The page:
The announcement came at a special 2 a.m. newscast and did not specify the cause or time of death for the leader, hospitalized since Nov. 1.
"The president of Croatia, the founder of the independent Croatian state, has died," the announcement said.
Tudjman had been hospitalized since undergoing emergency intestinal surgery Nov. 1. He had received medical treatment in Washington, in 1996, for what U.S. sources said was stomach cancer. But Tudjman denied that, and his medical team in Zagreb said he had been treated for an ulcer and swollen lymph nodes.
Croats have been living without Tudjman since last month's hospitalization. He was effectively stripped of his powers on Nov. 26, when Constitutional Court declared him temporarily unfit to rule.
Parliament Speaker Vlatko Pavletic now wields Tudjman's authority, and new presidential elections are to be held within 60 days, soon after Jan. 3 parliamentary elections. Pavletic told the nation in a special telecast "the big heart of president Franjo Tudjman ceased to beat."
Appearing along with members of the Cabinet, all dressed in black, Pavletic called on the people to carry on Tudjman's legacy.
"Let's not suppress our sorrow," he said solemnly. "Let's not stop our tears, but let us stay upright, as President Tudjman always did, ready to continue building Croatia to Tudjman's pride, but measured upon each man of this country."
Tudjman leaves a mixed legacy.
Once the youngest general in communist Yugoslavia's army, he became the first president of independent Croatia, revered by many Croats for establishing statehood in 1991. But he displayed a disregard for democracy, a strong dislike of Muslims and Serbs, and a lust for power and Croat nationalism that led him to suppress dissent and opposition.
In striving to create an ethnically pure Croatia and to control the Croat part of neighboring Bosnia-Herzegovina, Tudjman contributed to the three-and-a-half year war in Bosnia.
Yet unlike his Yugoslav counterpart, Slobodan Milosevic, he achieved his principal goals -- an independent Croatia bordered by a weakened Bosnian neighbor -- without incurring the severe international condemnation and sanctions which hobbled the government in Belgrade.
Nurturing his reputation as the father of the nation, Tudjman retained his virtual one-man rule to the end, despite a reputation for corruption, cronyism and inefficiency that plagued his ruling Croatian Democratic Union.
Tudjman was born May 14, 1922, to a poor farming family in the northwestern Croatian village of Veliko Trgovisce.
At age 19, as World War II Europe, he joined the Communist partisans fighting the pro-Nazi Ustasha regime. After the war, he was promoted to the Ygoslav Army general staff in Belgrade.
In 1960, when he was 38, Tudjman was promoted to general in the Yugoslav army, but he left the military two years later to study history, and eventually headed the Institute for the History of the Workers' Movement. Tudjman began turning from communism to nationalism during this period.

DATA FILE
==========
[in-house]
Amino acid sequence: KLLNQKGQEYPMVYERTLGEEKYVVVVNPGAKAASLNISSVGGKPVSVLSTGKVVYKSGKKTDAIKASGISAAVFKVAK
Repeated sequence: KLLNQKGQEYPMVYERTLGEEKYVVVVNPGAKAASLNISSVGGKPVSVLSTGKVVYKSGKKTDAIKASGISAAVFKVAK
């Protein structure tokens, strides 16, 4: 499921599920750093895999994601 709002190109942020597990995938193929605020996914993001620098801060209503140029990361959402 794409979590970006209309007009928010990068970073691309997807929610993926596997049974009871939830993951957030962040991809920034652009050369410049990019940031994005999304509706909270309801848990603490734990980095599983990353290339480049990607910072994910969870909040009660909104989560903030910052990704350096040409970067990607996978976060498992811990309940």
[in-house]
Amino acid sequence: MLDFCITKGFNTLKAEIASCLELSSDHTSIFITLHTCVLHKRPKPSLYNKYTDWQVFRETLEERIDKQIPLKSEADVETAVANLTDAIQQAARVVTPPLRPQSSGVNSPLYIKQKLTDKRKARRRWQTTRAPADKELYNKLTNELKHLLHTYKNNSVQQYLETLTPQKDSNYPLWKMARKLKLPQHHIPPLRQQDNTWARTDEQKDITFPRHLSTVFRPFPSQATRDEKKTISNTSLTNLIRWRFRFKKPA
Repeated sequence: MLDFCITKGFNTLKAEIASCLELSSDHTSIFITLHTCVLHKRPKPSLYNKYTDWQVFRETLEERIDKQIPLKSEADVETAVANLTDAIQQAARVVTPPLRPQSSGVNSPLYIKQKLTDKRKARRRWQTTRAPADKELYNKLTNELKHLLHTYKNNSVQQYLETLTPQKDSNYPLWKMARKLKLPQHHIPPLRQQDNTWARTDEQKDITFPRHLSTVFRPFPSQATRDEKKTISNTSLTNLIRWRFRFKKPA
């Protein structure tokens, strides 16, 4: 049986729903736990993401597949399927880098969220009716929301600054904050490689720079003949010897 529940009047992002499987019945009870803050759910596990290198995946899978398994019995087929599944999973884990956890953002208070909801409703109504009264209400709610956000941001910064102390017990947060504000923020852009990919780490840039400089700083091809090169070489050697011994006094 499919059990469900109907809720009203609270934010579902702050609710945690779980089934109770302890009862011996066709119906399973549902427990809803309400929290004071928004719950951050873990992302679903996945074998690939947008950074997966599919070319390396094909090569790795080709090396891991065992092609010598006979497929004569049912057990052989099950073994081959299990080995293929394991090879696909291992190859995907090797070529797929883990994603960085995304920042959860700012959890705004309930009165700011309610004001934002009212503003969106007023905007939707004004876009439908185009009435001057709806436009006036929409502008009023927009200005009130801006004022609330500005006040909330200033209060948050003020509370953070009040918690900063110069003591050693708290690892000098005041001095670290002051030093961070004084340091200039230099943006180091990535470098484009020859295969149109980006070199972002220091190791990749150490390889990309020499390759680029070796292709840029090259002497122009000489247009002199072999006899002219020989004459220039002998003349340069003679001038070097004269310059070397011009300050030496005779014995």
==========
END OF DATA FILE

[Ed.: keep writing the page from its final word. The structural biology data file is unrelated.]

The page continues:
In 1981, he was sentenced to jail for three years and banned from public activity for speaking out against the Yugoslav communist system.
He returned to public prominence in 1989, when he formed his party.
Tapping into rising nationalist sentiment, Tudjman was elected president in May 1990 in the first multiparty elections in Croatia, then still a Yugoslav republic. He was helped by voters' fears of the growing Serb nationalism Milosevic was fostering in Serbia and the Serb-populated regions of Croatia.
Tudjman proclaimed Croatia's independence from Serb-led Yugoslavia in June 1991. The move prompted a rebellion by the country's Serbs, who also were angered by Tudjman's revival of Ustasha symbols to promote Croat nationalism.
The rebellion triggered a six-month war in which at least 10,000 people were killed. Serb rebels, backed by the Yugoslav army, seized a third of the country, territory that Tudjman's forces would recapture only four years later.
In 1992 Tudjman turned his attention to Bosnia, backing Croats there who wanted to break away from the multi-ethnic state and join with Croatia.
That idea brought him into strange symbiosis with his greatest political foe, Milosevic.
The two leaders shared a goal of dividing Bosnia. Many believe they agreed to do so at a secret meeting in April 1991 in Karadjordjevo in northern Serbia.
After agreeing to an alliance with Bosnian Muslims, Croat troops drove Serb forces from Croatian territory in 1995. When the war-ending Dayton accord was signed later in the year, a Muslim-Croat Federation was declared for 51 percent of Bosnia. Despite Tudjman's pledges to help foster peace, many accused him of pursuing expansionist aims in Bosnia and of fomenting unrest among Bosnian Croats still bent on uniting with Zagreb.
At home, Tudjman's popularity steadily faded in his final years, with most Croats more impoverished than at the start of his tenure. At the same time, his rule created a new elite, mostly Tudjman's associates and favorite businessmen, rumored to have gotten rich through unorthodox, if not illegal, means.
While pledging democracy, Tudjman in fact imposed one-man rule. His word was final in Parliament, the judiciary and even the hiring and firing of sports coaches.
Tudjman is survived by his wife Ankica, a daughter and two sons. Information on funeral services was not immediately available.